by Trevor Bannister
May 20, 2022
Cutting-edge jazz; sometimes hauntingly lyrical, often moving, occasionally challenging, totally breath-taking, utterly compelling and never far removed from the deepest roots of the jazz tradition.
Jazz at Progress
Progress Theatre, Reading, Friday 13th May 2022
Alex Hitchcock Quartet
Alex Hitchcock tenor saxophone, Noah Stoneman keyboards, Joe Downard bass, Myele Manzanza drums
Alex Hitchcock was very much ‘a new kid on the block’ when he last performed on the Progress Theatre stage five years ago. Jazz at Progress regulars will remember that he made two appearances within a month of each other. First as a member of Tom Smith’s innovative ensemble. Secondly, and most memorably, as the leader of an exciting quintet. His energy, inventive spirit, original voice as a composer and commanding presence as a soloist, along with his engaging personality, endeared him to the audience on that occasion. It was great to welcome him back on Friday 13 May.
Alex has moved on apace in the intervening years to establish himself as one of the leading musicians of his generation, a status acknowledged by the receipt of numerous awards, appearances at international festivals and a number of highly acclaimed and wide-ranging recording projects.
Fortunately for us he remains at home in the quartet format and the company of three kindred spirits – Joe Downard on bass, a long-term ‘partner-in-crime’ who was a member of 2017 quintet, Noah Stoneman on keyboard and the remarkable Myele Manzanza on drums. This formidable line- up combined their talents and skills to create an evening of cutting-edge jazz; sometimes hauntingly lyrical, often moving, occasionally challenging, totally breath-taking, utterly compelling and never far removed from the deepest roots of the jazz tradition.
Noah Stoneman’s eloquent keyboard set the wistful and reflective mood that characterised the first half of the gig; four titles by Hitchcock – ‘Spirits of Objects’, ‘Differentials’, ‘You are Here’ and ‘W. Sach’ plus ‘Lament’ by Joe Downard. This almost uninterrupted flow of intense lyrical invention held one spellbound as each theme emerged with seeming spontaneity from one tune to the next; Hitchcock and Stoneman led the narrative, underpinned by Downard’s economic bass and the restless rhythmic pulse of Manzanza’s drums.
The lovely ‘hanging in the air’ quality in Hitchcock’s playing and compositional style, which keeps you guessing about the direction the music might take, was well to the fore in his extended solo on ‘To Love Itself’ which opened the second set. His light, airy tone fully expressed the joyous spirit of the tune. ‘Chrysalis’ on the other hand explored darker territory in an explosion of free expression, held in check by Stoneman’s delicate touch and Downard’s mournful bass.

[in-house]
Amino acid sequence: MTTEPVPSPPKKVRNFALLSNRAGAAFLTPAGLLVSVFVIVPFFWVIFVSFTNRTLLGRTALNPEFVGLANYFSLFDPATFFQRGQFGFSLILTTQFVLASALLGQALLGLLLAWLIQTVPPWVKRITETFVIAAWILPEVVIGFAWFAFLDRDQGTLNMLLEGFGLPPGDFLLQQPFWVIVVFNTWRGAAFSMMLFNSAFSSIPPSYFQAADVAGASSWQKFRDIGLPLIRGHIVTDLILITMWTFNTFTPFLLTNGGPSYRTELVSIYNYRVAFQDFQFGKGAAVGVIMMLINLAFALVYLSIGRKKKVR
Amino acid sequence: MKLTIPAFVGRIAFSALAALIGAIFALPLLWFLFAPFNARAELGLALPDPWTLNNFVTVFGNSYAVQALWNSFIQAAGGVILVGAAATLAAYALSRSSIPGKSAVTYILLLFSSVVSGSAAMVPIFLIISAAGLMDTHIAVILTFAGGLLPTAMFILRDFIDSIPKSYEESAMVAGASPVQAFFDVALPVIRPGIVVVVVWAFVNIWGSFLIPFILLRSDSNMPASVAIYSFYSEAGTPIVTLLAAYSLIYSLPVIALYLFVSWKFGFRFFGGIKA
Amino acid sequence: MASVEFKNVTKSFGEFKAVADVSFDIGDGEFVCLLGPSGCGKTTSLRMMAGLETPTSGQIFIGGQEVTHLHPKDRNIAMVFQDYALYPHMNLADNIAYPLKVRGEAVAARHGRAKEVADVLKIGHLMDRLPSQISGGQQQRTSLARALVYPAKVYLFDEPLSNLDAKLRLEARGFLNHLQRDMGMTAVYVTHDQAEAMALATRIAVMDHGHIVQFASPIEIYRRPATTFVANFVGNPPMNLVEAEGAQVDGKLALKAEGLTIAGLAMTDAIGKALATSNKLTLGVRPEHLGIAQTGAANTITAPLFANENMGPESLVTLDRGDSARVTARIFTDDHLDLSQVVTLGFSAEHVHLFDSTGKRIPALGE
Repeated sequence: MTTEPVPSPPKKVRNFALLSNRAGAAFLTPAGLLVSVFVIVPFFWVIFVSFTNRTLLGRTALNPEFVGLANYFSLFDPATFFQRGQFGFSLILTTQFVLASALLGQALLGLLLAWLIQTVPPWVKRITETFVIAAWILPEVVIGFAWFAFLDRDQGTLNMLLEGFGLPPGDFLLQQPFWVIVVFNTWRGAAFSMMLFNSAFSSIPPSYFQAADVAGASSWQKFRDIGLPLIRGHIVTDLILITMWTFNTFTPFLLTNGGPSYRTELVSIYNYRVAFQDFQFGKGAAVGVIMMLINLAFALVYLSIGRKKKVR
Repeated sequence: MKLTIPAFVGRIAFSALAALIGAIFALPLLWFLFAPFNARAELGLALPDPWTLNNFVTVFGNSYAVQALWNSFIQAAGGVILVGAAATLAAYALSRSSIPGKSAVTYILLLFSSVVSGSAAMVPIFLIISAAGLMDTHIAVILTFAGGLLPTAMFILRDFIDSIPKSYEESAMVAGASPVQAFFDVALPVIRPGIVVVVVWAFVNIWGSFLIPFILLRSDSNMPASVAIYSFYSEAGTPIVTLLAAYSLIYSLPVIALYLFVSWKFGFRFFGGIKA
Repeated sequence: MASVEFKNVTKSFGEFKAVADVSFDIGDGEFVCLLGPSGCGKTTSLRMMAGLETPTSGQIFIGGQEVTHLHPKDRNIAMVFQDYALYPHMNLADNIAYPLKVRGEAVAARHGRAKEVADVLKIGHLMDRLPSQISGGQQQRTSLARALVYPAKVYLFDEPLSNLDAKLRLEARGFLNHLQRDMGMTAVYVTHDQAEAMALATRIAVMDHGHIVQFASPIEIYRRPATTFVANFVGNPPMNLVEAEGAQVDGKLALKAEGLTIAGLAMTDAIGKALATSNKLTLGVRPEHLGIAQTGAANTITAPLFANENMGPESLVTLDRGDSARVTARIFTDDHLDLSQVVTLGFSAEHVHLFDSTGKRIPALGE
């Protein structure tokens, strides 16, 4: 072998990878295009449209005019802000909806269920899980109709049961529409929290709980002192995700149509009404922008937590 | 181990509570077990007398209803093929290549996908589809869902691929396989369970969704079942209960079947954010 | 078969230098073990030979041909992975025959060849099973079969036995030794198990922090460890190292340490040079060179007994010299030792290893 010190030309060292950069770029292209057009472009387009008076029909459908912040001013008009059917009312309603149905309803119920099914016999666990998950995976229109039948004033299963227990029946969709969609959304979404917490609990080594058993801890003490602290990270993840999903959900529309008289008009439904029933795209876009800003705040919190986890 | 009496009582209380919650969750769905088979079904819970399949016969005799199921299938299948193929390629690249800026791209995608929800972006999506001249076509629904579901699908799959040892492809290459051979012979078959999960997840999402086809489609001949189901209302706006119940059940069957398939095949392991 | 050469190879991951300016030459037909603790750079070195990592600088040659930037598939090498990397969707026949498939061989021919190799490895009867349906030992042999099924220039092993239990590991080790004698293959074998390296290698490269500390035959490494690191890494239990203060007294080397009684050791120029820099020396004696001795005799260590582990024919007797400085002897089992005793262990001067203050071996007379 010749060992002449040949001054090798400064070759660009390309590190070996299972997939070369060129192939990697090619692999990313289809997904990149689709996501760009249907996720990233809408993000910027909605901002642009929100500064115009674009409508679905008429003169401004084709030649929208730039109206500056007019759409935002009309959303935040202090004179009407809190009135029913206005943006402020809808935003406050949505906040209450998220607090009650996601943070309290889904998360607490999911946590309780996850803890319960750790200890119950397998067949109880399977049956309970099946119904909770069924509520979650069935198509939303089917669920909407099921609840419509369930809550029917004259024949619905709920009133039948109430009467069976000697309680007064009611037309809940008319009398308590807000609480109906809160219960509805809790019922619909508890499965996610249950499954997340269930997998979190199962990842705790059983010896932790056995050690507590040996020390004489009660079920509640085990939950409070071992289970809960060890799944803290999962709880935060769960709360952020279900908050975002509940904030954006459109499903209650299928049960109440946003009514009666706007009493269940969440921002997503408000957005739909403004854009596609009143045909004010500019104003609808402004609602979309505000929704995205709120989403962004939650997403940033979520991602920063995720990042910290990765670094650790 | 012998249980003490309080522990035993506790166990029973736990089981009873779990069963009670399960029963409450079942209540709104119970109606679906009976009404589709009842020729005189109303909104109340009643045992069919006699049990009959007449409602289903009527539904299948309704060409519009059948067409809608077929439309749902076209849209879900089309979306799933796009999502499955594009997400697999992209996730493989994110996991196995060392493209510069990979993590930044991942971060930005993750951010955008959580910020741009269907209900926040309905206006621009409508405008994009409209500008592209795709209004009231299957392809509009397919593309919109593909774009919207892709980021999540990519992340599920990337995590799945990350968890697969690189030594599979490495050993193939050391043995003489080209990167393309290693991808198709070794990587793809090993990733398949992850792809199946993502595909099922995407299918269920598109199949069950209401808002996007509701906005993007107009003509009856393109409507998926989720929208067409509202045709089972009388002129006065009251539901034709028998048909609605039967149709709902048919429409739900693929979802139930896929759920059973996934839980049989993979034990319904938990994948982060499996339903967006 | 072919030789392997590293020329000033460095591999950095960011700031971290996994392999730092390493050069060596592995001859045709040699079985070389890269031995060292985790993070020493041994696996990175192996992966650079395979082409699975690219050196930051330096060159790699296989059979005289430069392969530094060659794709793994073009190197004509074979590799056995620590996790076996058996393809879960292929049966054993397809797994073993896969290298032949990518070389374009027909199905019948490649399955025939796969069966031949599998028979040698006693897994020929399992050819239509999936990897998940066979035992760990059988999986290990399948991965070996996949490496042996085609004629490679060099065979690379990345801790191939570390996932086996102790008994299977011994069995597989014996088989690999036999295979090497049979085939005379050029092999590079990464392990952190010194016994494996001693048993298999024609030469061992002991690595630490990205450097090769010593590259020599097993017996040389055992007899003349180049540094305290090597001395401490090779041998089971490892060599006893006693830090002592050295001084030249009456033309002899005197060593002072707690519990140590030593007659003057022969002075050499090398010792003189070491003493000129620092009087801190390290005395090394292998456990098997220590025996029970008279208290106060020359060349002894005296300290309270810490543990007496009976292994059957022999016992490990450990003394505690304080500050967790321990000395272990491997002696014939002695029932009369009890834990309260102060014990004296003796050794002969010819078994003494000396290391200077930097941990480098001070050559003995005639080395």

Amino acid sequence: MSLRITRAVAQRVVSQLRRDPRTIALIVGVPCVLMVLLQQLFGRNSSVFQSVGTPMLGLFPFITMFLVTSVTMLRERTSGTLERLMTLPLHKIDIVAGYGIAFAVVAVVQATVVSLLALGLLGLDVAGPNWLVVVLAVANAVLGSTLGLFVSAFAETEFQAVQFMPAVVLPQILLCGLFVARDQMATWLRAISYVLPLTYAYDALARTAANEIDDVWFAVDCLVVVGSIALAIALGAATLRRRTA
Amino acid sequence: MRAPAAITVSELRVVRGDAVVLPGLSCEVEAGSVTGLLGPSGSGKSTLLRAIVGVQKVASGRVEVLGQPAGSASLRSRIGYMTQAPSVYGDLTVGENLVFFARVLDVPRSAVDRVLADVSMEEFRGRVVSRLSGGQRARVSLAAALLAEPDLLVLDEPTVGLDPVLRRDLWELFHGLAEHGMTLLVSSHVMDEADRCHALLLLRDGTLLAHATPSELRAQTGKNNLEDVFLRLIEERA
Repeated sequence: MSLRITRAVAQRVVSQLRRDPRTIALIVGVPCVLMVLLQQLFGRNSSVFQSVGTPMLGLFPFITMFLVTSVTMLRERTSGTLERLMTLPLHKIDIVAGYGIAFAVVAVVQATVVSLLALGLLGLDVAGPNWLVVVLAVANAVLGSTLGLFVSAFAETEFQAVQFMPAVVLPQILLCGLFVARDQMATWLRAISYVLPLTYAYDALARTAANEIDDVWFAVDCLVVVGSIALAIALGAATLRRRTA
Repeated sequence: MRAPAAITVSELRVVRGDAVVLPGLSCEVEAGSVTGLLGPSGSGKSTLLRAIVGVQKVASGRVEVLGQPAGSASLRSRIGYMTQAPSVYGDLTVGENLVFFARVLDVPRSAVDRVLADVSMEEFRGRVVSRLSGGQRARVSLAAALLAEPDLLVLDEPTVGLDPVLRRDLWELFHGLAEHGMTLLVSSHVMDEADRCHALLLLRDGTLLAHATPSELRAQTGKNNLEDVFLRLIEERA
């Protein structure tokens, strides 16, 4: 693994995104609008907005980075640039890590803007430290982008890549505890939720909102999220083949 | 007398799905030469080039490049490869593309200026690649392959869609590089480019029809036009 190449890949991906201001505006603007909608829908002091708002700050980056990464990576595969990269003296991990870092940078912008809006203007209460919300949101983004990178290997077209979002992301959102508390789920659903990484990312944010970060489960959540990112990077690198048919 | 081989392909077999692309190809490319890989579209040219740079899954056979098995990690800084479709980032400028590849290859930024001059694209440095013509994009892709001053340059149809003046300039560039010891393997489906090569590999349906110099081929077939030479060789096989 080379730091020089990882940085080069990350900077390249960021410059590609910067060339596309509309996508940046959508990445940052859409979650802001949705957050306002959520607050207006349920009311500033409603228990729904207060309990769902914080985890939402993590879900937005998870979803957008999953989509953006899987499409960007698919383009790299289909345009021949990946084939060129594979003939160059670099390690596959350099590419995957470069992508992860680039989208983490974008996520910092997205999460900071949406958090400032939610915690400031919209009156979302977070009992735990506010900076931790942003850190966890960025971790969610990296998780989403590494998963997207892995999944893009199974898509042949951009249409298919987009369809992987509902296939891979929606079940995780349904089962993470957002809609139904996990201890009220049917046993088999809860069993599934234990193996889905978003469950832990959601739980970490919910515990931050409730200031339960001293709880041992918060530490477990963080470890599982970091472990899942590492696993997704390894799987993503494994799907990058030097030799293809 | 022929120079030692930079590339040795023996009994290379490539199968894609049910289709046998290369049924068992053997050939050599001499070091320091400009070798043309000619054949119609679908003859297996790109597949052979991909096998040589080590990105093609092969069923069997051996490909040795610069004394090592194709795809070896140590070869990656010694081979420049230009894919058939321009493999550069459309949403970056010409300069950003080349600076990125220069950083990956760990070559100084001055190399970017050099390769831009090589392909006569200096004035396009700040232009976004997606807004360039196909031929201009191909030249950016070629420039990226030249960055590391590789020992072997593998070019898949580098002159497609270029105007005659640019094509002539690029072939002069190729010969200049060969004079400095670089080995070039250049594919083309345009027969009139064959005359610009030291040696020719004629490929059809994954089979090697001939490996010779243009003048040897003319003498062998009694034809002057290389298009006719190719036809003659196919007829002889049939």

As the final notes of this frenzy faded away, the metaphorical spotlight fell on Hitchcock. The form of ‘Body and Soul’ gradually emerged from a beguiling out-of-tempo a cappella improvisation and with the sensitive support of the complete band, Hitchcock captured the majestic beauty of this timeless classic to perfection.
‘Wideye’, featuring brilliant interplay between Downard and Stoneman, saw Hitchcock in driving form on this sprightly composition by Joe Downard, serving again as a powerful reminder of the awesome and well-rounded professional skills of these young musicians. Each is a composer in his own right and is being featured in turn as the throughout the current tour.
What treasures that holds in store! And what will Myele Manzanza bring to the party, I wonder? He is one of the most musically colourful jazz percussionists I can think of and clearly immersed in a culture of drumming that extends way beyond jazz influences. A tall, statuesque figure, constantly in motion, he brings a unique visual excitement to the band. None more so than in ‘Hey, It’s Me You’re Talking To’, Victor Lewis’s knuckle-riding standard that brought the evening to a thrilling close.
Having exchanged ‘note-for-note’ phrases with Hitchcock he unleashed not so much a ‘drum solo’ in the usual sense, but what I can only describe as a ‘ceremonial’ expression of percussion artistry.Emotionally super-charged and rich in colour, texture and rhythm this ‘wonder to behold’ left the audience absolutely gob-smacked. What a climax to a magnificent evening!
As I left the auditorium one thought filled my mind; ‘I must not wait another five years before I next listen to Alex Hitchcock in a live setting.’
As ever, our thanks to the Progress Front of House Team for their warm hospitality and the smooth running of the show and to Richard Saunders for the excellent sound and lighting.
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